Main content area

Extraction, analysis, and study on the volatiles in roselle tea

Chen, S.H., Huang, T.C., Ho, C.T., Tsai, P.J.
Journal of agricultural and food chemistry 1998 v.46 no.3 pp. 1101-1105
Hibiscus sabdariffa, calyx, tea, flavor compounds, volatile compounds, odors, freezing, chemical composition, extraction, principal component analysis, spectral analysis, air drying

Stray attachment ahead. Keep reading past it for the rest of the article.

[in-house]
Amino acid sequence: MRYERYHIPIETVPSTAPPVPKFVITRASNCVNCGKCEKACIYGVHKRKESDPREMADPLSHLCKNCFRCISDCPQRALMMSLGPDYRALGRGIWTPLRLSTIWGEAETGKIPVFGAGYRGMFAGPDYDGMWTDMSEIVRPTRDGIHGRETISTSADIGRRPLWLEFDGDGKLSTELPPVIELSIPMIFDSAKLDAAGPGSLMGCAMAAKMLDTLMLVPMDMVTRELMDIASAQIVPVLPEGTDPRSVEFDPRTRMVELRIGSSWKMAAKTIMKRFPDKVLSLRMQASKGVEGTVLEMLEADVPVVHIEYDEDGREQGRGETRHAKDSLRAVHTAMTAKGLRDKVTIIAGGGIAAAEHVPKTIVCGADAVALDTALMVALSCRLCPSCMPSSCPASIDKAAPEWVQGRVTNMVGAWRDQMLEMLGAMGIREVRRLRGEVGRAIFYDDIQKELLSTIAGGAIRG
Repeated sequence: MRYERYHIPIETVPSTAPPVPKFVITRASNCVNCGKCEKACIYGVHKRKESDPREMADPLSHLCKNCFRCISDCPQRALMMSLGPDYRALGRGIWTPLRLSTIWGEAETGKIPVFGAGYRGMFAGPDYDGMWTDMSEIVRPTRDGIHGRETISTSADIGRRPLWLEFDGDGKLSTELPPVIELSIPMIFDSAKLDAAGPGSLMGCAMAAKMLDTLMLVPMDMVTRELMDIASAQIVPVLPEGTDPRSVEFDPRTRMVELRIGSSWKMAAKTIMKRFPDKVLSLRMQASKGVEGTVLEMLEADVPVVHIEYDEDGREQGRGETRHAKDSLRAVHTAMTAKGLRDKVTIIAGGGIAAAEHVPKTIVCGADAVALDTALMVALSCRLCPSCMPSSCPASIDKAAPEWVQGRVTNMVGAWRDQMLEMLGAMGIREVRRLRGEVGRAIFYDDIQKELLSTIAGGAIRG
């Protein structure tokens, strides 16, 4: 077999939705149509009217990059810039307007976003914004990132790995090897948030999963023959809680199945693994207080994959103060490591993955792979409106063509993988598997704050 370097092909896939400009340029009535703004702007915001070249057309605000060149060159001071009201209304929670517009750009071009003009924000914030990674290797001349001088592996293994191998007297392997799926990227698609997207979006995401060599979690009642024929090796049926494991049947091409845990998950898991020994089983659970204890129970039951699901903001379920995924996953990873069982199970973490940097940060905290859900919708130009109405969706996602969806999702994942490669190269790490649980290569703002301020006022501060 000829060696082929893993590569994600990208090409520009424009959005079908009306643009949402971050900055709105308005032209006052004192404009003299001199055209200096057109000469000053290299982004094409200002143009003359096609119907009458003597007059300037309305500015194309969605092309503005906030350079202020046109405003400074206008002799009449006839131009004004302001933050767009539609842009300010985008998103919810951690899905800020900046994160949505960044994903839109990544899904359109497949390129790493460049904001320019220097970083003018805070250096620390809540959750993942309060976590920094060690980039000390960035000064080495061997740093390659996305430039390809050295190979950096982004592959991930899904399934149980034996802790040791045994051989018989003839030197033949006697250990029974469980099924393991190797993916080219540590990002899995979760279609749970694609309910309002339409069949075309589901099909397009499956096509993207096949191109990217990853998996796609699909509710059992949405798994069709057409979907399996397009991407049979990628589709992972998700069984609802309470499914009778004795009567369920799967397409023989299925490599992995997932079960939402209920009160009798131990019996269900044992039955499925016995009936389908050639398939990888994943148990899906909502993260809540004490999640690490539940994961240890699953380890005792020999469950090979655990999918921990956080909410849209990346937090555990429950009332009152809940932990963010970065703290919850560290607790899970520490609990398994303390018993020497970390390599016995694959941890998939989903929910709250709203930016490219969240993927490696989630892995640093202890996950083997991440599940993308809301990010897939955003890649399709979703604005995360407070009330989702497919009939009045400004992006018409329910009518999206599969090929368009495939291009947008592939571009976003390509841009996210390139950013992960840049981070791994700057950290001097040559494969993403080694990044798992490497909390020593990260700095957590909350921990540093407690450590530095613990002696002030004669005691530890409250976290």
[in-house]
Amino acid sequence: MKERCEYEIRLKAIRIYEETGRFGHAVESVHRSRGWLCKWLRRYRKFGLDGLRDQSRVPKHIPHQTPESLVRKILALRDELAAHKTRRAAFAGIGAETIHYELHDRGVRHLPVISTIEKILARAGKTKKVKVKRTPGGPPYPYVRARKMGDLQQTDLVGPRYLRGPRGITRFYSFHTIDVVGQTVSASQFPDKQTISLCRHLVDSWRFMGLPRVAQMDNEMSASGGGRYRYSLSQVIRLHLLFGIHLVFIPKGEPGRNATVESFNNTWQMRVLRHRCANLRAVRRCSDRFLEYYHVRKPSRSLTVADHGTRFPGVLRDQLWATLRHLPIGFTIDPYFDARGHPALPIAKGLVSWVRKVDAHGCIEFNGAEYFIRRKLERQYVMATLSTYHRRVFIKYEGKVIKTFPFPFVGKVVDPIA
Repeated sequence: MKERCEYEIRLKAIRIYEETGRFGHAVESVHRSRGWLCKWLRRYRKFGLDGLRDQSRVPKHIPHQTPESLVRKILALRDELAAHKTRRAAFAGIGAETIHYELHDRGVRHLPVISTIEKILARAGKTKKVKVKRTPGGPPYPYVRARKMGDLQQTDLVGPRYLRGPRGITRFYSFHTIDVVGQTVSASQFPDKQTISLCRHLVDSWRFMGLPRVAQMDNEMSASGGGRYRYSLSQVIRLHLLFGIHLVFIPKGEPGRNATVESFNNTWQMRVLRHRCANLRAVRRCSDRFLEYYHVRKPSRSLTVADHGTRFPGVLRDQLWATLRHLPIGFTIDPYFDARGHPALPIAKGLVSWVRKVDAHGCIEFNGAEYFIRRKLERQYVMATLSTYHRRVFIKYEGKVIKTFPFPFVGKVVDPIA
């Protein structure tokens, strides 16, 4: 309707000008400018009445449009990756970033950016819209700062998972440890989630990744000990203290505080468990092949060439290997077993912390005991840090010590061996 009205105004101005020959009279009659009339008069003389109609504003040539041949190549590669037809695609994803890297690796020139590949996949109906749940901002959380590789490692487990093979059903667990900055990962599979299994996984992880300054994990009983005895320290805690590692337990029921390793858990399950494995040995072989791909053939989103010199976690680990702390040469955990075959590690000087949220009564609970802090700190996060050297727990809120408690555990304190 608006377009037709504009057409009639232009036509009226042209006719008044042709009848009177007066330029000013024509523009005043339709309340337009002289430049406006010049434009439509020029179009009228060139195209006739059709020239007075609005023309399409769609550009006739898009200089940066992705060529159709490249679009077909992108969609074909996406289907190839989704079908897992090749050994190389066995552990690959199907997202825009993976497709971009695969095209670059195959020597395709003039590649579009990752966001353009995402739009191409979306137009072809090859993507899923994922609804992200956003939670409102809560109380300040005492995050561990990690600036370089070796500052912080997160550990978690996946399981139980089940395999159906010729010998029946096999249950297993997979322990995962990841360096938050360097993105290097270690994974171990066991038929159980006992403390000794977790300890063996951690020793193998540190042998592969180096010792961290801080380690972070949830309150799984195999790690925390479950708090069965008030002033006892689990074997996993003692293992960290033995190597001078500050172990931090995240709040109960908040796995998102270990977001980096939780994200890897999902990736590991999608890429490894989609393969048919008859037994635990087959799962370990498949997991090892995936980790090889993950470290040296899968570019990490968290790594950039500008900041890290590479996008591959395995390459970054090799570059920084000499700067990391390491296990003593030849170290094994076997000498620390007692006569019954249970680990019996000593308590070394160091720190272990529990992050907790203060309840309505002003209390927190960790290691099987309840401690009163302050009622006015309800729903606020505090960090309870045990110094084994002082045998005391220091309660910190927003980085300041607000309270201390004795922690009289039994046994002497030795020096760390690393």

The Likens-Nickerson steam distillation procedure was utilized to mimic the preparation of roselle tea. Thermally generated volatiles from roselle were collected and analyzed by GC and GC-MS. There were four differently treated samples: untreated, frozen, hot-air-dried at 50 degrees C, and hot-air-dried at 75 degrees C. More than 37 compounds were characterized. They were classified into four groups: fatty acid derivatives, sugar derivatives, phenolic derivatives, and terpenes. Large amounts of the aliphatic C6 lipid derivative, which contributes to the green note aromas, were in the fresh roselle, while only trace amounts were found in the frozen and air-dried samples. In the air-dried roselles, significant amounts of furfural and 5-methyl-2-furfural were formed, while only minimal amounts were detected in the fresh samples. There were no obvious changes in phenolic derivatives (eugenol) among the four samples. Terpenoid and oxide could also be isolated after distillation extraction. The drying process reduced them dramatically, especially the amount of alpha-terpineol, linalool oxide, and limonene. Principal component analysis (PCA) confirmed that characteristic roselle tea aromas depend upon a subtle quantitative balance of various components. A combination of the terpene derivatives with fragrance notes and the sugar derivatives with a caramel-like odor are responsible for the roselle aroma.